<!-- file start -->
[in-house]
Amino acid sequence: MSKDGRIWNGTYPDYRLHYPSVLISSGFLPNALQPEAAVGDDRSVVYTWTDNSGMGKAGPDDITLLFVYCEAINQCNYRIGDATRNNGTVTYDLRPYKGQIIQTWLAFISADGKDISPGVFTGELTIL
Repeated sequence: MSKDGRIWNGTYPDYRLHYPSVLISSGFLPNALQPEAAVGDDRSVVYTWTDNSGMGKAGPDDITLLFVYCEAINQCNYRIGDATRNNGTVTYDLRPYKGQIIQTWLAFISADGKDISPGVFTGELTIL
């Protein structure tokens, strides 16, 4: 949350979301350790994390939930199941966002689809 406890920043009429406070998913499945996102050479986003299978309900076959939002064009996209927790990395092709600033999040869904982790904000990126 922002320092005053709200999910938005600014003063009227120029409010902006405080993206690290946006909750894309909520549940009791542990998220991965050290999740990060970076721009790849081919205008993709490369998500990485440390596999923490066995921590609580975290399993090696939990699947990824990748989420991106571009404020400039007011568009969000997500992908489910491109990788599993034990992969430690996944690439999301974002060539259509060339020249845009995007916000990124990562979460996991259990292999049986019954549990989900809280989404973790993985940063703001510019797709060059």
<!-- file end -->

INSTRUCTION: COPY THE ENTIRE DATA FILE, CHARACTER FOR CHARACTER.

[in-house]
Amino acid sequence: MSKDGRIWNGTYPDYRLHYPSVLISSGFLPNALQPEAAVGDDRSVVYTWTDNSGMGKAGPDDITLLFVYCEAINQCNYRIGDATRNNGTVTYDLRPYKGQIIQTWLAFISADGKDISPGVFTGELTIL
Repeated sequence: MSKDGRIWNGTYPDYRLHYPSVLISSGFLPNALQPEAAVGDDRSVVYTWTDNSGMGKAGPDDITLLFVYCEAINQCNYRIGDATRNNGTVTYDLRPYKGQIIQTWLAFISADGKDISPGVFTGELTIL
């Protein structure tokens, strides 16, 4: 949350979301350790994390939930199941966002689809 406890920043009429406070998913499945996102050479986003299978309900076959939002064009996209927790990395092709600033999040869904982790904000990126 922002320092005053709200999910938005600014003063009227120029409010902006405080993206690290946006909750894309909520549940009791542990998220991965050290999740990060970076721009790849081919205008993709490369998500990485440390596999923490066995921590609580975290399993090696939990699947990824990748989420991106571009404020400039007011568009969000997500992908489910491109990788599993034990992969430690996944690439999301974002060539259509060339020249845009995007916000990124990562979460996991259990292999049986019954549990989900809280989404973790993985940063703001510019797709060059």